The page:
I have a theory that I wanted to be a writer in my last life and it wasn’t possible because I seem to have arrived in this life ready to write. Deciphering language was something I felt compelled to do from a very early age. Comics attracted me when I was very young because I could use the pictures to figure out the words and I was already reading when my mother first brought me to school when I was five. Writing is as natural to me as breathing and I couldn’t imagine life without it. I started my first novel at 15 and I’ve had a creative work in progress ever since.
If you could work with any author, who would it be?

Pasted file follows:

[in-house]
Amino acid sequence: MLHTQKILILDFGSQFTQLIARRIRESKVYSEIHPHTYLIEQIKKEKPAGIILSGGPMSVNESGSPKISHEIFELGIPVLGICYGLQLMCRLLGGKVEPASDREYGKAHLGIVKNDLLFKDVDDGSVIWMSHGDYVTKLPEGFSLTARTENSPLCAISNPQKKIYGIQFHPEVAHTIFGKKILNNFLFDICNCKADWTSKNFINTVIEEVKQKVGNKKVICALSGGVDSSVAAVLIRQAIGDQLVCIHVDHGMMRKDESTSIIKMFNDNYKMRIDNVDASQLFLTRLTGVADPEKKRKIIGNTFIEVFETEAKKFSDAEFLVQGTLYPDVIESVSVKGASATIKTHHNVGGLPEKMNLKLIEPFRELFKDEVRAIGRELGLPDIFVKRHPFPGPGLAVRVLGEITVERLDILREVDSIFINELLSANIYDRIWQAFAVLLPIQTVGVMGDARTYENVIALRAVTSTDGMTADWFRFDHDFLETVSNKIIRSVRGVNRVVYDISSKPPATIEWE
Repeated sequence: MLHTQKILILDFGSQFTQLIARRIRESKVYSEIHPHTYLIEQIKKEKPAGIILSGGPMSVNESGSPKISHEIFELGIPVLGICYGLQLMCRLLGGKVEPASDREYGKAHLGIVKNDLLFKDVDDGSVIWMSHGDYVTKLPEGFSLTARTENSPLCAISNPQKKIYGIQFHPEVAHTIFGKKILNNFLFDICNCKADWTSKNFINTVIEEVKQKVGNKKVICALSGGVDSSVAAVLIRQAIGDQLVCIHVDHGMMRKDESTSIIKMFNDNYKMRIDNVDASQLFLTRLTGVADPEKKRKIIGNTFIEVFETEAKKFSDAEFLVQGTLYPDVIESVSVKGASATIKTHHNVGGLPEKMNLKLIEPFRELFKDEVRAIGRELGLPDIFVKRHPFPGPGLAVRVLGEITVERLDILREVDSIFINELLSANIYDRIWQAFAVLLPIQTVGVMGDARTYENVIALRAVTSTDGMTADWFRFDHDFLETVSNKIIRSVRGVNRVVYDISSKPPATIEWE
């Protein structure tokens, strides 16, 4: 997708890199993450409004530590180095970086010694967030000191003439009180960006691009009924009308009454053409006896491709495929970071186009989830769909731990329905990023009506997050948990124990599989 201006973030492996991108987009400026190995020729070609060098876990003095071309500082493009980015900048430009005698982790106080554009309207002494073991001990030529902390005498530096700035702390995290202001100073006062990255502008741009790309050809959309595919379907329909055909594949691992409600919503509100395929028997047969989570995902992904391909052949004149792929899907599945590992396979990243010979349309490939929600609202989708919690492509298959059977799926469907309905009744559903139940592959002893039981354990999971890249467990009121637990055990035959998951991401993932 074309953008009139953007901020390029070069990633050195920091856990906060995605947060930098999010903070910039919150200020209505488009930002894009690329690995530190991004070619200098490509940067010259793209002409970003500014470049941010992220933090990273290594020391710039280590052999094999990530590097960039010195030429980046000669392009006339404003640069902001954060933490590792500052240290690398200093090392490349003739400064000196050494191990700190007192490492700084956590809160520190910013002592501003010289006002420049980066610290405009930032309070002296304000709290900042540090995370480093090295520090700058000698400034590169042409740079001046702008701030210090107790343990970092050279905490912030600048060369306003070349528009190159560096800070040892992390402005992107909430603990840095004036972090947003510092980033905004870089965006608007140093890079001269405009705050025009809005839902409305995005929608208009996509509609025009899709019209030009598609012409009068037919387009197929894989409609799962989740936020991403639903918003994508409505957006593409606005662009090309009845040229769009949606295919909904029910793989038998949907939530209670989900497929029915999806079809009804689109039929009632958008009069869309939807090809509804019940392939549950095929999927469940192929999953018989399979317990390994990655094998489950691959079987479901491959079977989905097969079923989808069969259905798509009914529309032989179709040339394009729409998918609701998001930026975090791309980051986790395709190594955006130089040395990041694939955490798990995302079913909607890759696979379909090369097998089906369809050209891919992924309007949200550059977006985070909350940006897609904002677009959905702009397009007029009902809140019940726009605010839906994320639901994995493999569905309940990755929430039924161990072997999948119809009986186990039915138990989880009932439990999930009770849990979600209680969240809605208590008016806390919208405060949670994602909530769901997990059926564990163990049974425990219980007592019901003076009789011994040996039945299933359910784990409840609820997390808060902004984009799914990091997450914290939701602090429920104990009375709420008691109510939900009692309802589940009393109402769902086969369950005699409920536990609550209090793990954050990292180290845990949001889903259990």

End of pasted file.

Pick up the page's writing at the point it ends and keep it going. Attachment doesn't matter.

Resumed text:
My favorite author happens to be my husband, Timothy Richardson, a poet who has also written a novel and is working on a series of plays in verse. We have already worked together because I employed the actor, Jeff Flint, to dramatize Tim’s short story “Morning Song”, the breathless monologue of a six year old who has just spent two harrowing weeks in his first camp experience http://tinyurl.com/qyb33lv. I also got into filmmaking in order to illustrate Tim’s poetry. “The Force of Poetry” is available athttp://tinyurl.com/crz6xhn When endorsing “The Force of Poetry”, Maine Public Broadcasting wrote: “The effect is to inject life and heartbeat into what is often thought of as an inert, hard-to-read art form, and the result is educational and entertaining.” I’ve also made short films of single page poems in a growing new art form called visual poetry. Here are a few examples: http://www.poetryvisualized.com/profile_media/Toni I have other collaborative projects in progress with Tim as well and I’m sure we won’t run out of ways to work with each other.